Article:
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Jósef Sigurdsson of Stockholm University finds that a change to the Icelandic tax code led men to drop out of school without similarly affecting women. Iceland collected no income tax on earnings in 1987 as it changed its national taxation system, creating an opportunity for Icelanders to earn substantially more in the short term. Dropout rates for men who were just old enough to leave high school and start working were 5 percentage points higher than for men just below the cutoff, while dropout rates for women were unchanged. Dropouts rarely returned to school and suffered large losses in lifetime income despite higher earnings in the years after 1987. The findings indicate that short-term earnings opportunities affect men and women differently, suggesting “gender differences in nonpecuniary costs of school attendance, myopia, or perceived returns to education.”
Using U.S. industry-level data over the 1959 to 2022 period, Simon C. Smith of the Federal Reserve Board, Allan Timmermann of the University of California, San Diego, and Jonathan H. Wright of Johns Hopkins University find that the Phillips Curve – the relationship between inflation and labor market slack – steepened in 1972 (meaning that inflation became more sensitive to slack) and flattened in 2001. The flattening was more pronounced for goods prices than service prices and concentrated in metropolitan areas with higher rates of import penetration from China. The authors also find that the Phillips Curve is nonlinear and steeper when the labor market is tight. A steeper Phillips Curve and a higher natural rate of unemployment can explain about half of the surge in prices over the 2020-2022 period, they find. Breaks in the slope of the Phillips Curve make pre-break data less informative for policymakers, causing them to be less certain about the relationship between the unemployment gap and inflation. To compensate for this additional caution, policymakers “respond less aggressively to deviations in the unemployment gap but, conversely, respond more aggressively to deviations from target inflation,” the authors say.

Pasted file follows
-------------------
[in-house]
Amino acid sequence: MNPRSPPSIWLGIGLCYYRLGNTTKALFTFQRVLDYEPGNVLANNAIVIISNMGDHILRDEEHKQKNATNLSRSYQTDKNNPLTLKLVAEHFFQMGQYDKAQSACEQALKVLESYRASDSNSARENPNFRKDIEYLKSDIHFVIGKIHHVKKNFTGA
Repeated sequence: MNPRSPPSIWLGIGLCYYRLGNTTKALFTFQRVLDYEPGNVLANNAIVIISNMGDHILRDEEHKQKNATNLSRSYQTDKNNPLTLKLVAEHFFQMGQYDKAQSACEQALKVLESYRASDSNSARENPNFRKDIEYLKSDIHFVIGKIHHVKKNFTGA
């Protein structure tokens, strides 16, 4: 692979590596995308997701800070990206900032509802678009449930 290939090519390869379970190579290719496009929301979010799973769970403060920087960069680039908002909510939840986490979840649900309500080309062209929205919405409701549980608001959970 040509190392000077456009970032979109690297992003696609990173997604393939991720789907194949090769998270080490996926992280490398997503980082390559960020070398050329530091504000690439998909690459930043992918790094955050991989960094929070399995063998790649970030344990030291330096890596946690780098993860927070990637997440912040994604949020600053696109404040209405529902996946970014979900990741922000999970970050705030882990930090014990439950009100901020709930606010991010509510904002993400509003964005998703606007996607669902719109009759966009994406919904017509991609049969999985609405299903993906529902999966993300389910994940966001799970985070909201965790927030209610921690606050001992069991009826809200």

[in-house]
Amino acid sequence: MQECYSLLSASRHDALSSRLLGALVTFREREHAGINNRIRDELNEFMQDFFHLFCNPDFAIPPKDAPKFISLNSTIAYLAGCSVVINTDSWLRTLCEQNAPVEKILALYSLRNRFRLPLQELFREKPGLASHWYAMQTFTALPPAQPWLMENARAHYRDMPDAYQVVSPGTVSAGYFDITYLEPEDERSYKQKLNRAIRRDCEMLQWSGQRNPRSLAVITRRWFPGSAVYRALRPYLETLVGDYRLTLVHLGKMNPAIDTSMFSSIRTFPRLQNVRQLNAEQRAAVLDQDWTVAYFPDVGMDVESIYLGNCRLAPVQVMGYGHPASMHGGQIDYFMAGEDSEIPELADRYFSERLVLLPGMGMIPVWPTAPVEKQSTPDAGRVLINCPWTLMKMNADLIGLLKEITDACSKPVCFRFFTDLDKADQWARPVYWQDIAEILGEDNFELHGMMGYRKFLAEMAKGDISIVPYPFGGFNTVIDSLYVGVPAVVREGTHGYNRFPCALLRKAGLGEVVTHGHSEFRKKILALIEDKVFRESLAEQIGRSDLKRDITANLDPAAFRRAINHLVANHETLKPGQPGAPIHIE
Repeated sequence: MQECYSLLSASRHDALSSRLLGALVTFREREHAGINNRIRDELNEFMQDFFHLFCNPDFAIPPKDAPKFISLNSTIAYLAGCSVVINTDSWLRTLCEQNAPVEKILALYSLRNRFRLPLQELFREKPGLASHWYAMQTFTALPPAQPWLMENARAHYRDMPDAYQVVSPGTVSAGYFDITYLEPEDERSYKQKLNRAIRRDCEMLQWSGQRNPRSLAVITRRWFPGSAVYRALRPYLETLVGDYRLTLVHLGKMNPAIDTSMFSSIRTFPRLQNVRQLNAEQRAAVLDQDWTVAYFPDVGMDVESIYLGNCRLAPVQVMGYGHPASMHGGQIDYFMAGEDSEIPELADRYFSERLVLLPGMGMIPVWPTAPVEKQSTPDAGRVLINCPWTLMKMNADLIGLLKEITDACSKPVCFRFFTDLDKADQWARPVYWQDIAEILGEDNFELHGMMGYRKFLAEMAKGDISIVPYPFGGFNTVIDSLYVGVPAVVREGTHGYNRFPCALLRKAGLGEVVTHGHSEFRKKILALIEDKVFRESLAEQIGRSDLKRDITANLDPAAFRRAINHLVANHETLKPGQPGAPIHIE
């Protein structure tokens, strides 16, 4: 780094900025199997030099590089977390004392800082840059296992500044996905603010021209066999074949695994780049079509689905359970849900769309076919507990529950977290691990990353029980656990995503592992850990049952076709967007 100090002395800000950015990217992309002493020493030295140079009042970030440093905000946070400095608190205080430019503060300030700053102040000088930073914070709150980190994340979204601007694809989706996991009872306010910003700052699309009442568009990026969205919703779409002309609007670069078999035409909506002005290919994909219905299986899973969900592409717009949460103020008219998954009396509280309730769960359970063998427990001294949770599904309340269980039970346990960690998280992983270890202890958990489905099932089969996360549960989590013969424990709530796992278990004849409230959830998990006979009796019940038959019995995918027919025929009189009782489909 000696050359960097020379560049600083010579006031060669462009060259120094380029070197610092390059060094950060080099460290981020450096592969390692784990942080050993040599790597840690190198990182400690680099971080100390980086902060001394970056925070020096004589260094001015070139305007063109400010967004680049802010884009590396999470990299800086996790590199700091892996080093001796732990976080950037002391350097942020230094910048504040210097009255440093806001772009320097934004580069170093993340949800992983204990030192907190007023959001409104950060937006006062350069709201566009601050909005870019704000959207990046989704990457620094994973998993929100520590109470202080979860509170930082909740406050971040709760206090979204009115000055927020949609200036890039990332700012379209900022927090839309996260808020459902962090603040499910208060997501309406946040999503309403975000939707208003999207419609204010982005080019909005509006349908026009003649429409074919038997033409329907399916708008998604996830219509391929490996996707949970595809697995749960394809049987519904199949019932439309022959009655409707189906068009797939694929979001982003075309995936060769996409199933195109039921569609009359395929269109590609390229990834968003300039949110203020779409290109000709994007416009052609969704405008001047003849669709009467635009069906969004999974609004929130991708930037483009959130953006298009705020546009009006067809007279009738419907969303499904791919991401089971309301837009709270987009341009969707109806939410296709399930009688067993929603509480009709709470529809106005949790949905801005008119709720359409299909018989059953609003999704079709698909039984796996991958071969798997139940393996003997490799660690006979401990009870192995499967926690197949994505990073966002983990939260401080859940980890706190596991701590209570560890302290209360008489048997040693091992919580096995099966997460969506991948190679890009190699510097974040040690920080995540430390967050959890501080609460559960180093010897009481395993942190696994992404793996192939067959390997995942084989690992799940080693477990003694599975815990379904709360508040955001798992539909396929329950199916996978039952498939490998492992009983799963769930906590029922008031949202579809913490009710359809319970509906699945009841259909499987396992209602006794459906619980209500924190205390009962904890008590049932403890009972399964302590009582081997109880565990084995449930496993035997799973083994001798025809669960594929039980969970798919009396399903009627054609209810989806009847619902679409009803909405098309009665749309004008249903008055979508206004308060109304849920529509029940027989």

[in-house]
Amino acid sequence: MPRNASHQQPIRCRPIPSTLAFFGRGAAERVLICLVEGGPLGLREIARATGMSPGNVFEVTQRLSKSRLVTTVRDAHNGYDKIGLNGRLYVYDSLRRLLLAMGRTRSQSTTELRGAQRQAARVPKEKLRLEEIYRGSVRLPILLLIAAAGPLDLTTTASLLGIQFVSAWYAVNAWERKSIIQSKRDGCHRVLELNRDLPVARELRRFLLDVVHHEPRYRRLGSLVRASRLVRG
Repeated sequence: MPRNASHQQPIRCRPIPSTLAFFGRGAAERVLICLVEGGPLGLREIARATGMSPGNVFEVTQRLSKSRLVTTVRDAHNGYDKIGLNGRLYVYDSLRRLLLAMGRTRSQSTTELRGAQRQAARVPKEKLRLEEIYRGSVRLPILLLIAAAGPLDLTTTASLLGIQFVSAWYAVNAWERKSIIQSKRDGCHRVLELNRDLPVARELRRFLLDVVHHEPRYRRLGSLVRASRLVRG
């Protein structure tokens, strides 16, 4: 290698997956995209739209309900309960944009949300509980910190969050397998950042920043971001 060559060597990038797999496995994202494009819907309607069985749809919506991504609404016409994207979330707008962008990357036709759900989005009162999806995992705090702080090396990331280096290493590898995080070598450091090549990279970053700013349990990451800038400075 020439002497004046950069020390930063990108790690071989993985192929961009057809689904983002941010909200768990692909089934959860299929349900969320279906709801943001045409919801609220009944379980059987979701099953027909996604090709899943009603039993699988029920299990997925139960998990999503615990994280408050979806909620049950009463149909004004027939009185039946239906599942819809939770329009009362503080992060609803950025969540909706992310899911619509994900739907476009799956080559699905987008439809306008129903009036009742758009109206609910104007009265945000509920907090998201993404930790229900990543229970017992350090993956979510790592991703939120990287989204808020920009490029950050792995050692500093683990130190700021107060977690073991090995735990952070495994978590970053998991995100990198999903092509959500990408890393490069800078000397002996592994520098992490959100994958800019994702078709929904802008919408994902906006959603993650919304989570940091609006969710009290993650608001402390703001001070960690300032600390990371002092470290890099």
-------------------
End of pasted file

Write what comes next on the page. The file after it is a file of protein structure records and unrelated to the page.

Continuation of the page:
China’s role as an international lender of last resort has grown exponentially in recent years, according to Sebastian Horn of the World Bank and co-authors. Since 2000, more than 20 debtor countries — primarily debtors of China’s Belt and Road Initiative — have received $240 billion USD from the People’s Bank of China in rescue lending — $170 billion USD via a global swap line that is quickly growing, and $70 billion USD in rescue loans for balance of payments support. Of this, $185 billion USD was lent between 2016 and 2021. China’s overseas lending, the authors say, is making the international financial system more multipolar, less institutionalized, and less transparent.
Chart courtesy of Jason Furman
“With financial instability contained, monetary policy should remain focused on bringing inflation down, but stand ready to quickly adjust to financial developments. A silver lining is that the banking turmoil will help slow aggregate activity as banks curtail lending. In and of itself, this should partially mitigate the need for further monetary tightening to achieve the same policy stance. But any expectation that central banks will prematurely surrender the inflation fight would have the opposite effect: lowering yields, supporting activity beyond what is warranted, and ultimately complicating the task of monetary authorities. Fiscal policy can also play an active role. By cooling off economic activity, tighter fiscal policy would support monetary policy, allowing real interest rates to return faster to a low natural level. Appropriately designed fiscal consolidation will also help rebuild much needed buffers and help strengthen financial stability. While fiscal policy is turning less expansionary in many countries this year, more could be done to regain fiscal space,” says Pierre-Olivier Gourinchas, Economic Counsellor of the International Monetary Fund.
“Our latest projections also indicate an overall slowdown in medium-term growth forecasts. Five-year ahead growth projections declined steadily from 4.6% in 2011 to 3% in 2023. Some of this decline reflects the growth slowdown of previously rapidly growing economies such as China or Korea. This is predictable: growth slows down as countries converge. But some of the more recent slowdown may also reflect more ominous forces: the scarring impact of the pandemic, a slower pace of structural reforms, as well as the rising and increasingly real threat of geoeconomic fragmentation leading to more trade tensions, less direct investment, and a slower pace of innovation and technology adoption across fragmented ‘blocks.’ A fragmented world is unlikely to achieve progress for all, or to successfully tackle global challenges such as climate change or pandemic preparedness. We must avoid that path at all costs.”
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